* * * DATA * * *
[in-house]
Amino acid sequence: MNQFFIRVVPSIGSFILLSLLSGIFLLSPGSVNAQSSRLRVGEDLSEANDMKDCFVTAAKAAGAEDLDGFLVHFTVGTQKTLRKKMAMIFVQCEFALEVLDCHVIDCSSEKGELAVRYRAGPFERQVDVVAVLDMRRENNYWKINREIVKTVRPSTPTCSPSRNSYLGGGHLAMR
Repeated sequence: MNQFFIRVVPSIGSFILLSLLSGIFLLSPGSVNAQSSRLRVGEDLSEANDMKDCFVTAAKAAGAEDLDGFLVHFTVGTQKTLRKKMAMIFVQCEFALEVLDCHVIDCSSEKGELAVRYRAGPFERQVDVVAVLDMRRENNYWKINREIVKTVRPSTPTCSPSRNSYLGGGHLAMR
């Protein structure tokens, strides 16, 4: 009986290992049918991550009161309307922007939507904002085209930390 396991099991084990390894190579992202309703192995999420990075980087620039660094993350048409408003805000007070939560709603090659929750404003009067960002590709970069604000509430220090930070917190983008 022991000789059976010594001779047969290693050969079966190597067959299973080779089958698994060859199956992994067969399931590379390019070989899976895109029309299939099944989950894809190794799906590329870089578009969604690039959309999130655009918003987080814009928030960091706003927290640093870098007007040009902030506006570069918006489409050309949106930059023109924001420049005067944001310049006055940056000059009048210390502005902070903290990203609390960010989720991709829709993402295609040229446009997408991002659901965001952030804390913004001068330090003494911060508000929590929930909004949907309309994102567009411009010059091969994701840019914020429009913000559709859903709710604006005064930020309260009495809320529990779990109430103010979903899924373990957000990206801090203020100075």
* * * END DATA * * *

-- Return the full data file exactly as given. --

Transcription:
[in-house]
Amino acid sequence: MNQFFIRVVPSIGSFILLSLLSGIFLLSPGSVNAQSSRLRVGEDLSEANDMKDCFVTAAKAAGAEDLDGFLVHFTVGTQKTLRKKMAMIFVQCEFALEVLDCHVIDCSSEKGELAVRYRAGPFERQVDVVAVLDMRRENNYWKINREIVKTVRPSTPTCSPSRNSYLGGGHLAMR
Repeated sequence: MNQFFIRVVPSIGSFILLSLLSGIFLLSPGSVNAQSSRLRVGEDLSEANDMKDCFVTAAKAAGAEDLDGFLVHFTVGTQKTLRKKMAMIFVQCEFALEVLDCHVIDCSSEKGELAVRYRAGPFERQVDVVAVLDMRRENNYWKINREIVKTVRPSTPTCSPSRNSYLGGGHLAMR
């Protein structure tokens, strides 16, 4: 009986290992049918991550009161309307922007939507904002085209930390 396991099991084990390894190579992202309703192995999420990075980087620039660094993350048409408003805000007070939560709603090659929750404003009067960002590709970069604000509430220090930070917190983008 022991000789059976010594001779047969290693050969079966190597067959299973080779089958698994060859199956992994067969399931590379390019070989899976895109029309299939099944989950894809190794799906590329870089578009969604690039959309999130655009918003987080814009928030960091706003927290640093870098007007040009902030506006570069918006489409050309949106930059023109924001420049005067944001310049006055940056000059009048210390502005902070903290990203609390960010989720991709829709993402295609040229446009997408991002659901965001952030804390913004001068330090003494911060508000929590929930909004949907309309994102567009411009010059091969994701840019914020429009913000559709859903709710604006005064930020309260009495809320529990779990109430103010979903899924373990957000990206801090203020100075």